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What will become of asylum seekers?

157 mostly Tamil asylum seekers from India and Sri Lanka were held at sea for over a month and are denied the right to have their claims for refugee status processed on Christmas Island. The customs vessel contained 157 people who are being held in three different rooms. An appeal was lodged on behalf of one of the male asylum seekers on board, to the High Court.  The government states that the asylum seekers were permitted “approximately three hours’ outside during the day in natural light for meals”, and families are being kept separately.

Immigration Minister Scott Morrison said on Friday 25th July, that the group of mostly Tamil asylum seekers, who have been held on a Customs vessel on the high seas for almost a month, would be taken to Cocos Island on 26th July then flown to the Curtin Detention Centre in remote Western Australia. The group arrived on Monday 28th. The group will undergo identity checks from Indian consular officials and none will be resettled in Australia. India has agreed to take back any of its citizens and will consider taking Sri Lankan nationals who are Indian non-citizen residents. About 66,000 Sri Lankan Tamils have been living in 110 refugee camps in Tamil Nadu for years, some since the 1980s. Immigration Minister Scott Morrison said he was confident they were economic migrants and not entitled to asylum.

These people have come from a safe country of India. They haven’t come from Sri Lanka. If we can’t take people back to India, what is next? New Zealand? India are a vibrant democracy, they are a good partner, they’re working closely with us.

Refugee lawyers are in uproar.

1) Refugee and Immigration Legal Centre executive director David Manne said

It is a fundamental principle of refugee protection that people should not have to deal with officials from the country they have fled from. People who are seeking protection should never be put in a position where they are exposed to officials from another country without a proper assessment first being made of their claims of persecution. It is completely unclear what proper role Indian officials have interviewing Sri Lankan asylum seekers.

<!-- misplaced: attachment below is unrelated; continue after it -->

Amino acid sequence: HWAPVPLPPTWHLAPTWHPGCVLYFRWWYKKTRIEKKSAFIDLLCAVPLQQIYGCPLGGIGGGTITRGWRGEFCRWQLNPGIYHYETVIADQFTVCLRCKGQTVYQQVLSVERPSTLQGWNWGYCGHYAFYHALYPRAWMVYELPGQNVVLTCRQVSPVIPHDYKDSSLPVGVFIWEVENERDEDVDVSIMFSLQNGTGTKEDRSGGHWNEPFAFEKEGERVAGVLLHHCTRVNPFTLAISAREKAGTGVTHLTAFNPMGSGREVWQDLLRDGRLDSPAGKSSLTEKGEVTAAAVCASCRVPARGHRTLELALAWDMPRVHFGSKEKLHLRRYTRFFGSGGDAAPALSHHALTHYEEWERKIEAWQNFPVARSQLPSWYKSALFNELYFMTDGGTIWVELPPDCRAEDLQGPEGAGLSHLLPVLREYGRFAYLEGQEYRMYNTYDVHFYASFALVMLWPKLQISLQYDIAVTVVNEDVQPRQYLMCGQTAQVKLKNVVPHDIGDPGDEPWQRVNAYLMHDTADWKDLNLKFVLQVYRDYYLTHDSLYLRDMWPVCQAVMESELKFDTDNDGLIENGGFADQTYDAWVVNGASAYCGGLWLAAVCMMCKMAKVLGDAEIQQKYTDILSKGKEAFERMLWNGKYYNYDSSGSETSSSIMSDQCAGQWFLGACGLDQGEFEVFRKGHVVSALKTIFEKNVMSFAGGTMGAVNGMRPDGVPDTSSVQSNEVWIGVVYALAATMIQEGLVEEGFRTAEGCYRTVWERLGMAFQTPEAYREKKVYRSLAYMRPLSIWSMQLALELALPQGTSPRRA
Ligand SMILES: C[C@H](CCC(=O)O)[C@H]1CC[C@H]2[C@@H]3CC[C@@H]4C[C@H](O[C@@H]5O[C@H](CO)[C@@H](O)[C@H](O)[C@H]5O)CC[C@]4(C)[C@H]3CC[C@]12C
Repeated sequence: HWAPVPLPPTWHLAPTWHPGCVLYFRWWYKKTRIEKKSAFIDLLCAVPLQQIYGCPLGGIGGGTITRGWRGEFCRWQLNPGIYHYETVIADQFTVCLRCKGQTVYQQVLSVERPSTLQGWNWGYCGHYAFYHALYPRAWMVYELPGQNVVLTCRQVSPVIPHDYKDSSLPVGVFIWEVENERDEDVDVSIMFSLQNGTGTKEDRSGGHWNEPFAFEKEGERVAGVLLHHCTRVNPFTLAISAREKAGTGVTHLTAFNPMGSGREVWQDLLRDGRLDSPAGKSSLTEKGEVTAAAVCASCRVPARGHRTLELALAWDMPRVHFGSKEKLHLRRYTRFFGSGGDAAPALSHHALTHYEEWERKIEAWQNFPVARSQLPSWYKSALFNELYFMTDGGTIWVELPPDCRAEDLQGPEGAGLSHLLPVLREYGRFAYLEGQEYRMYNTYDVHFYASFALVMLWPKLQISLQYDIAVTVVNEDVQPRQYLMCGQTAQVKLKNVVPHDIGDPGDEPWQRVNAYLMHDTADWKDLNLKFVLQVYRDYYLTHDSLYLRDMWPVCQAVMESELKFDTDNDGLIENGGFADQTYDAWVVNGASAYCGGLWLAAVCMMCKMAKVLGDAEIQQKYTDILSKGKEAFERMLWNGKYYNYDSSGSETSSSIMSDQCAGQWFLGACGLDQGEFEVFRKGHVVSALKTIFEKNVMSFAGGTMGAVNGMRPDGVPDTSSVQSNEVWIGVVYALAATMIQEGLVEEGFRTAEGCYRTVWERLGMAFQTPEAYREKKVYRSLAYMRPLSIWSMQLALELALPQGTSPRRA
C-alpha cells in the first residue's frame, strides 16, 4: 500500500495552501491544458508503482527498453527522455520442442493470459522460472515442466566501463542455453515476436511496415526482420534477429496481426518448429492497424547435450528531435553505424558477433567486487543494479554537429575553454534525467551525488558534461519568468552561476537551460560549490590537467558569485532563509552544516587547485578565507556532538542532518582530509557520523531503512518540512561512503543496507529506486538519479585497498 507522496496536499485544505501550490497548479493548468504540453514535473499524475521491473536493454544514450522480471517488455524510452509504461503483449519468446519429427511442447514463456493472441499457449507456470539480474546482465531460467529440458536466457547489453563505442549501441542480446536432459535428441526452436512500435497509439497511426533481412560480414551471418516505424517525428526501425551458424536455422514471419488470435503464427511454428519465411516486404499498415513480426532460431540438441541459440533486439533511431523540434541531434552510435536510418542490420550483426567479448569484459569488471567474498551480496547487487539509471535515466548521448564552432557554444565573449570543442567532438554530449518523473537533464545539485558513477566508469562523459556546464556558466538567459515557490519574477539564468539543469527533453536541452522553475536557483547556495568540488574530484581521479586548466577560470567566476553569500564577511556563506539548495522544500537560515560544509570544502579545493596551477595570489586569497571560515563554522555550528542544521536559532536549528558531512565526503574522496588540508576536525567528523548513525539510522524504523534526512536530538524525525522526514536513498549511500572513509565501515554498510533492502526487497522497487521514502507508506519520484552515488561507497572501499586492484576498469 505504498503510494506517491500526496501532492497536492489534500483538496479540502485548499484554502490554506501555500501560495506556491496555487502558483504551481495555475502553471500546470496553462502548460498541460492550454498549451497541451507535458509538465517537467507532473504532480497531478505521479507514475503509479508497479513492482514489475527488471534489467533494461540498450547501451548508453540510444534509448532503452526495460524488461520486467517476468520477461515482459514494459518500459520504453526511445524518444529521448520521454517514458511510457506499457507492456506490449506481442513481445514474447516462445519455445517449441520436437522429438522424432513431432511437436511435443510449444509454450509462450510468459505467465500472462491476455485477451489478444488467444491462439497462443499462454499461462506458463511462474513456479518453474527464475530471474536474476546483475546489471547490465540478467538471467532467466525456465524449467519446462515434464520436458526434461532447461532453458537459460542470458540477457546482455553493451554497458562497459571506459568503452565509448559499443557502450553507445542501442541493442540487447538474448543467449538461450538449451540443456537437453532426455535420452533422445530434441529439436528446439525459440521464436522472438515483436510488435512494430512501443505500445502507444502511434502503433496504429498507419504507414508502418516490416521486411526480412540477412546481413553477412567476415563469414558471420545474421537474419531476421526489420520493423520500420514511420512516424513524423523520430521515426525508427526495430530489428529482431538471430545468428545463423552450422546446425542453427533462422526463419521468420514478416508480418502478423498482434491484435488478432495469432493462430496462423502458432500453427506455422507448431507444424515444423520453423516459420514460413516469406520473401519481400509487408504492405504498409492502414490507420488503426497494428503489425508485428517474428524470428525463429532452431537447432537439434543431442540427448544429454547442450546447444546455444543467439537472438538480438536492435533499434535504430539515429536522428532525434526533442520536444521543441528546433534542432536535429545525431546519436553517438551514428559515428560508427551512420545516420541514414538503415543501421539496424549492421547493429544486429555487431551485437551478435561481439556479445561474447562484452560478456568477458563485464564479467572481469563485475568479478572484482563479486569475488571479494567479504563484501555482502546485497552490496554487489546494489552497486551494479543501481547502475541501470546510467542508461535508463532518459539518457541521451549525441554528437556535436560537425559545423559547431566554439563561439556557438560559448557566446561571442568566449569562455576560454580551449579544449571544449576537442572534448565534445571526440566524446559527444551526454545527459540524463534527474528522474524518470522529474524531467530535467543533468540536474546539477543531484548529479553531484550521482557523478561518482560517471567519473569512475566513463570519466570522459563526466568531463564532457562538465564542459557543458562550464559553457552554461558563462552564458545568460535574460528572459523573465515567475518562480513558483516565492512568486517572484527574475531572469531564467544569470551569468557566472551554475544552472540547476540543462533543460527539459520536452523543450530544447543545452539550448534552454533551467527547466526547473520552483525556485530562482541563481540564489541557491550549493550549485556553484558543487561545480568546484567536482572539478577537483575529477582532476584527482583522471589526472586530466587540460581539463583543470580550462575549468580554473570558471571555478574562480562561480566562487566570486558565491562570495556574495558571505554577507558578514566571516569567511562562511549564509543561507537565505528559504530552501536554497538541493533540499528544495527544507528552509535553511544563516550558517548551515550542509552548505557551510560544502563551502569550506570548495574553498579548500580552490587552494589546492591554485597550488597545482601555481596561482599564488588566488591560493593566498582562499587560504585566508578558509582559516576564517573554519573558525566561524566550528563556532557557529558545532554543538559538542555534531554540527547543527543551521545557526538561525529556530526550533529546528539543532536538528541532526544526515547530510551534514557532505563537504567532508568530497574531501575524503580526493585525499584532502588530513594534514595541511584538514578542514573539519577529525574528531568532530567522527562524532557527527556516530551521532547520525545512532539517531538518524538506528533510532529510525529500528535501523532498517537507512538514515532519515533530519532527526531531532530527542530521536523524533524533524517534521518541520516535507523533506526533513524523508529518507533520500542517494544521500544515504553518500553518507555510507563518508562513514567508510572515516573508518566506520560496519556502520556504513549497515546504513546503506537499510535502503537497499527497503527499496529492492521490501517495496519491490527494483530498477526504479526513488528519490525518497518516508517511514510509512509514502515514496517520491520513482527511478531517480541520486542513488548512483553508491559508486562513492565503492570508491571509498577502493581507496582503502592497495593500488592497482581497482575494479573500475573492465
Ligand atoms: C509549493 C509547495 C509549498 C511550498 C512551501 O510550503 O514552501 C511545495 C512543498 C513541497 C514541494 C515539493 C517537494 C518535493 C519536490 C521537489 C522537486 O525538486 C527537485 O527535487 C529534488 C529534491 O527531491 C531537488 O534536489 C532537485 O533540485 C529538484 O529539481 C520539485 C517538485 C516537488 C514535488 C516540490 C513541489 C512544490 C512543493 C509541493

Human rights lawyer George Newhouse, who has represented 48 asylum seekers in a High Court challenge against their detention at sea, said he was concerned confidential information about the asylum seekers would be handed to Indian officials, he said

This is policy and process on the run – it’s dangerous.

Mr Newhouse said the government’s decision had not affected the High Court challenge, which is due to be heard by the full bench of the High Court on August 5.

Asylum Seeker Resource Centre chief executive officer Kon Karapanagiotidis said

It’s unheard of – giving another government access to asylum seekers. If a person is found to be a citizen of a safe third country, that person will not be accepted as a refugee and will be returned home, so that’s the role of the legal process, not the role of bringing in another government to do that. It’s deeply problematic and I don’t think it’s fair. I question whether it is legal, and we have a legal process to deal with those questions.

Some points to reflect on that damn the Australian government for stupidity:

  1. 36 children, including babies, have been detained in windowless rooms for almost a month, separated from their fathers, after already being at sea for more than a fortnight on a boat that broke down;
  2. tremendous cost of keeping the 157 asylum seekers at sea on the customs vessel for a month, including the overtime paid to the crew; and the cost of defending a case in the High Court; and of sending officials to meet them in the Cocos Islands; and flying them to detention in Perth;
  3. the Australian government argued in the High Court that it had no obligation to ask the asylum seekers what they seeking and asserted that it could take them wherever it wished;
  4. Morrisson made a visit to New Delhi to ask the Indian government to take the asylum seekers, thus spending precious political capital on this non-issue;
  5. Another boat carrying 41 asylum seekers from Sri Lanka were given a compressed form of screening before being handed over to Sri Lanka. The blunt process of shortened questioning, often without access to lawyers, in use since 2012 has been condemned by the UN refugee agency. On July 7th, 53 legal scholars from 17 Australian universities declared jointly that Australia’s “reported conduct under Operation Sovereign Borders clearly violates international law”.



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This entry was posted on August 4, 2014 by in Giving and tagged , , , , , , , .
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